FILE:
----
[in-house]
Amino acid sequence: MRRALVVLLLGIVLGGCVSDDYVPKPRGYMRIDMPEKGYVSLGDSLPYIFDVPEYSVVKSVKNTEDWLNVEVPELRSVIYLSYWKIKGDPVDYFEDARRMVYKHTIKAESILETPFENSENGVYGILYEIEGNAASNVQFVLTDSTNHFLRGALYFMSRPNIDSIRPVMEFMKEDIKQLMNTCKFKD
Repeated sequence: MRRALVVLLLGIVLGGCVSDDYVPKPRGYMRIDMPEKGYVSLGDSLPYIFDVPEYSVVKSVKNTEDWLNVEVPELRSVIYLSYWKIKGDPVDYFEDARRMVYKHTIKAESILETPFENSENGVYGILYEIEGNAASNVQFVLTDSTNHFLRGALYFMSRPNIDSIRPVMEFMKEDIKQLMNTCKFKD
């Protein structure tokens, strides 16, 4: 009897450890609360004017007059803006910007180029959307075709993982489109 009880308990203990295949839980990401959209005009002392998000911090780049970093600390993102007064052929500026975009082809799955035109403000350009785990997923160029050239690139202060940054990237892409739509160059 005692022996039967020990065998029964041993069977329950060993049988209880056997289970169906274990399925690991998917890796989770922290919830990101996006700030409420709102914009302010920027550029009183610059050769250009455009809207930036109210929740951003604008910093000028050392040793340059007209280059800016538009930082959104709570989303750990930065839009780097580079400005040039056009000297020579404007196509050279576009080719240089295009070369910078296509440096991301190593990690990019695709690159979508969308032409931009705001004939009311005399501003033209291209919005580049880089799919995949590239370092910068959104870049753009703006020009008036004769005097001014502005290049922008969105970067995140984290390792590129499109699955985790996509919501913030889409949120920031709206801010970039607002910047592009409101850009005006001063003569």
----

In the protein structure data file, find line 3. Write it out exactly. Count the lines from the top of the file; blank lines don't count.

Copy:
Repeated sequence: MRRALVVLLLGIVLGGCVSDDYVPKPRGYMRIDMPEKGYVSLGDSLPYIFDVPEYSVVKSVKNTEDWLNVEVPELRSVIYLSYWKIKGDPVDYFEDARRMVYKHTIKAESILETPFENSENGVYGILYEIEGNAASNVQFVLTDSTNHFLRGALYFMSRPNIDSIRPVMEFMKEDIKQLMNTCKFKD